The Adirondack North Country Gender Alliance (ANCGA) hosted its sixth annual LGBTQI+ Pride event Saturday, Oct. 2 at Trinity Park. The event featured live music, tents set up by the event sponsors, raffles and a drag show.
The event opened with a performance by local band, Magnificent Desolation. It was followed by speeches from Kelly Metzgar, co-founder of ANCGA and host of the event, SUNY Plattsburgh Senior Kathleen Watt, Plattsburgh City Mayor Christopher Rosenquest and New York State employees Owen Gilbo and Ron Zacchi.
The speeches addressed the cancellation of the highly anticipated Pride March from the Kehoe parking lot, on the SUNY Plattsburgh campus, to Trinity Park. City Council and ANCGA were unable to reach a favorable agreement on the use of the city streets, despite both mayoral candidates pledging to ensure ANCGA could host the march, a year prior.
“Next year, we will continue to support [the work ANGCA does],” Rosenquest said in his speech. “But I also want to remind you that as much as we can celebrate, Pride is protest.”
Some visitors were unhappy with this response.
“Give us the streets!” a protester called out.
Metzgar also addressed the backlash the City Council and Rosenquest faced for the decision.
“What happened was unfortunate — yes, it was,” Metzgar said in a speech. “We have to do some things a little better next year — yes, we do, — but I fully support [the Mayor] and the work he did on our behalf.”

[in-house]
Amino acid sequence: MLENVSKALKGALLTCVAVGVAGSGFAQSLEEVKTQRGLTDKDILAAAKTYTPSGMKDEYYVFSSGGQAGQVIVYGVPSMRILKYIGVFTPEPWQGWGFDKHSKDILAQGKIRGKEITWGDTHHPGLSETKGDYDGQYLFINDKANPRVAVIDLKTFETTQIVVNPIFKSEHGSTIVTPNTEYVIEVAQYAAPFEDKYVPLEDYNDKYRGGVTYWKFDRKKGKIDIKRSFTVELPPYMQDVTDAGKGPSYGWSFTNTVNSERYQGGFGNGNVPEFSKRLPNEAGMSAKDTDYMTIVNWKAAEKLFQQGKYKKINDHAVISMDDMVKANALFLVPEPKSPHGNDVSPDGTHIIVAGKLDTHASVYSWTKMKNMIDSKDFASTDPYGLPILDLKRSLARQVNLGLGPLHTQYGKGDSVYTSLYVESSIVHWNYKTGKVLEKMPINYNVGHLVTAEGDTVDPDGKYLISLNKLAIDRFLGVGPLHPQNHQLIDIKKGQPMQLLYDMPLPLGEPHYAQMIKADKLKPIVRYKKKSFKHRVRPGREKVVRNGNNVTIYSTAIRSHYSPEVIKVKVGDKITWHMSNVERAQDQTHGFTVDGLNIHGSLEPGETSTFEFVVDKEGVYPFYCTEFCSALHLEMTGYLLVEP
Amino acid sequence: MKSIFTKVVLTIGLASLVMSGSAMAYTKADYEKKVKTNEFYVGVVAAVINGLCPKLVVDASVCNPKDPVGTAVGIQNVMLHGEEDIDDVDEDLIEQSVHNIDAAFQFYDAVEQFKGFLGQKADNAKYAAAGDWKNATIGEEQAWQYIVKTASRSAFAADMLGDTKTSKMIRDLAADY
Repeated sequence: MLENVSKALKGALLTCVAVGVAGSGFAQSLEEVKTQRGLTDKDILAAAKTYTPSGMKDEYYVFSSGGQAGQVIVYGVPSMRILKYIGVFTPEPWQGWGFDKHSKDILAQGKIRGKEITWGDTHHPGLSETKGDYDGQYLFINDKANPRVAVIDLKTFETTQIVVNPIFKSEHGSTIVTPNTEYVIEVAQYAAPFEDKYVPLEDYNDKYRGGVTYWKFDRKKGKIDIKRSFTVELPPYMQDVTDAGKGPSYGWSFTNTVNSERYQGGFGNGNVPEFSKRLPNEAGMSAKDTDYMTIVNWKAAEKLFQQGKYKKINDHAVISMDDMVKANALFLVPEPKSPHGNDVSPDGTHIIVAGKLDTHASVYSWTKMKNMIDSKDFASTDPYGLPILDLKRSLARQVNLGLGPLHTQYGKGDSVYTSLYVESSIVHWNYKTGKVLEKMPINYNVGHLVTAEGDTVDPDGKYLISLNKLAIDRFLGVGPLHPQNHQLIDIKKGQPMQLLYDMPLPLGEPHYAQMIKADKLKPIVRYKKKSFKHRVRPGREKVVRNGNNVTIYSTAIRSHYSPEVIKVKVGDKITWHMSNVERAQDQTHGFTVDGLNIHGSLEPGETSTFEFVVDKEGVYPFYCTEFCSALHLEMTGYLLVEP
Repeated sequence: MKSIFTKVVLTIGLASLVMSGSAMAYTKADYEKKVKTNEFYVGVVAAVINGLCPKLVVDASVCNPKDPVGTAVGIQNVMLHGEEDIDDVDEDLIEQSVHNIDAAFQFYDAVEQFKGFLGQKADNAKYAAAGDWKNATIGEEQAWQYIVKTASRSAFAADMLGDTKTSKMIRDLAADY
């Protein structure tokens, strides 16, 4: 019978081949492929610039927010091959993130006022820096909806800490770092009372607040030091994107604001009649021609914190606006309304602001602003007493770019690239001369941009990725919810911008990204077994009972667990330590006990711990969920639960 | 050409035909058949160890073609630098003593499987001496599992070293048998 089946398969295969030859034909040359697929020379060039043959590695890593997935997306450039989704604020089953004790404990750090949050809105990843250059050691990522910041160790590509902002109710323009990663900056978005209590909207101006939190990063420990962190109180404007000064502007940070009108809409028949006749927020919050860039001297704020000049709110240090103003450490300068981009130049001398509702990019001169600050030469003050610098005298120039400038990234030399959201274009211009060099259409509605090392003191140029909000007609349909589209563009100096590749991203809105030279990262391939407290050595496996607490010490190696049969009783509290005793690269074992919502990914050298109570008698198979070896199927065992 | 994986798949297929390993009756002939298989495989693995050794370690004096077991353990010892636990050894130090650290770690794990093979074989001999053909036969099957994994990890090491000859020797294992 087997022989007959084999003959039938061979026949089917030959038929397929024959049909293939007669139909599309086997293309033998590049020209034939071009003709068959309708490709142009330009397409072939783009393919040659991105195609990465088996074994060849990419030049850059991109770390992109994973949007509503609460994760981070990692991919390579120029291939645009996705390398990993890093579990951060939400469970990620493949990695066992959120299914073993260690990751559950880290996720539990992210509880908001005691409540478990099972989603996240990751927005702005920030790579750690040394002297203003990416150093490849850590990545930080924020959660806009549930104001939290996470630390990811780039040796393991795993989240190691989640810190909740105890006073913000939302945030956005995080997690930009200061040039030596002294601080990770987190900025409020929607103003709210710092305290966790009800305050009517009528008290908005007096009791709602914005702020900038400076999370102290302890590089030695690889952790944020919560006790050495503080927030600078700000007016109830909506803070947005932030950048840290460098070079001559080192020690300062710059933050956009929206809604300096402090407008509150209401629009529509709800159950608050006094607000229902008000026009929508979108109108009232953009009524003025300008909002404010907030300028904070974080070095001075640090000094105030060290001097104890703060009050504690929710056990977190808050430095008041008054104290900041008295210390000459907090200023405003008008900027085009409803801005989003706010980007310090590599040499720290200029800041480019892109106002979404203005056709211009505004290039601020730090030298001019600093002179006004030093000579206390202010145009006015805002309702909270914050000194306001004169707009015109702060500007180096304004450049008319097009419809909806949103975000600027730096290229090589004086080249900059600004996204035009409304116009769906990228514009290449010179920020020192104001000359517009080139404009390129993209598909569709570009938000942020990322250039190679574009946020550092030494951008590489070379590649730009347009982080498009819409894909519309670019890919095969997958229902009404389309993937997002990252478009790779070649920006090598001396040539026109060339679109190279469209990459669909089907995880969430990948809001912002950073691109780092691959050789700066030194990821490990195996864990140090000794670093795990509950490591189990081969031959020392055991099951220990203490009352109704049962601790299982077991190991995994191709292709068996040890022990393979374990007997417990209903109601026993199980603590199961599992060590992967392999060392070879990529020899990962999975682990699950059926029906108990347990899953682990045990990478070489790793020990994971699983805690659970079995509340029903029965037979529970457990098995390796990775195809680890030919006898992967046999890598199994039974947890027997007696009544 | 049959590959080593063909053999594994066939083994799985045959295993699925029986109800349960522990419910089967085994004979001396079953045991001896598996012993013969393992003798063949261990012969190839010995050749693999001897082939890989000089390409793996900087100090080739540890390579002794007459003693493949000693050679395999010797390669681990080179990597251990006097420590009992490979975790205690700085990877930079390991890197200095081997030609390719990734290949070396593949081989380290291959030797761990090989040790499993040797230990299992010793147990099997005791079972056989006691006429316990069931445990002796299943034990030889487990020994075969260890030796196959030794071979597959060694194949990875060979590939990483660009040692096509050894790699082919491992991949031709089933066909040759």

The issue was addressed in-depth in a post made on ANCGA’s Facebook page Oct. 1, the day before the event. In the post, ANCGA wrote that it would have cost the organization $4,000 paid to City Council to close the city roads and have eight police officers supervise the route. Because the organization had no such funding available, it made the decision to cancel the march, and instead limit the event to its traditional festival portion.
“ANCGA will not go back to using the sidewalks,” the post read. “This is an absolute embarrassment for the City of Plattsburgh & ANCGA!”
Other speakers, like Gilbo, shared their stories of coming out, struggle and acceptance.
“I’m 57 now, and I’m proud of that, because I didn’t think I would get to be 57, and I certainly didn’t think that I’d be a man at 57 with a really cool goatee,” Gilbo said in his speech. “I think it’s important for us to be visible though, because all the trans boys out there need to know we’re here, and you can get to be old, too.”
In her speech, Watt shared the story of her 14-year-old brother Kyle, who, a year ago, still wore bikinis to the beach. She emphasized the importance of respecting gender identities and supporting LGBTQIA+ youth.
“It’s not our job to fully understand, because some may never will, but we have to respect it,” she said. “It’s not our job to fully understand, because some may never will, but we have to respect it,” she said. “And I will do everything in my power to make my brother feel as happy and comfortable in this life as I can. So no, mom, this is not a phase, this is who they are.”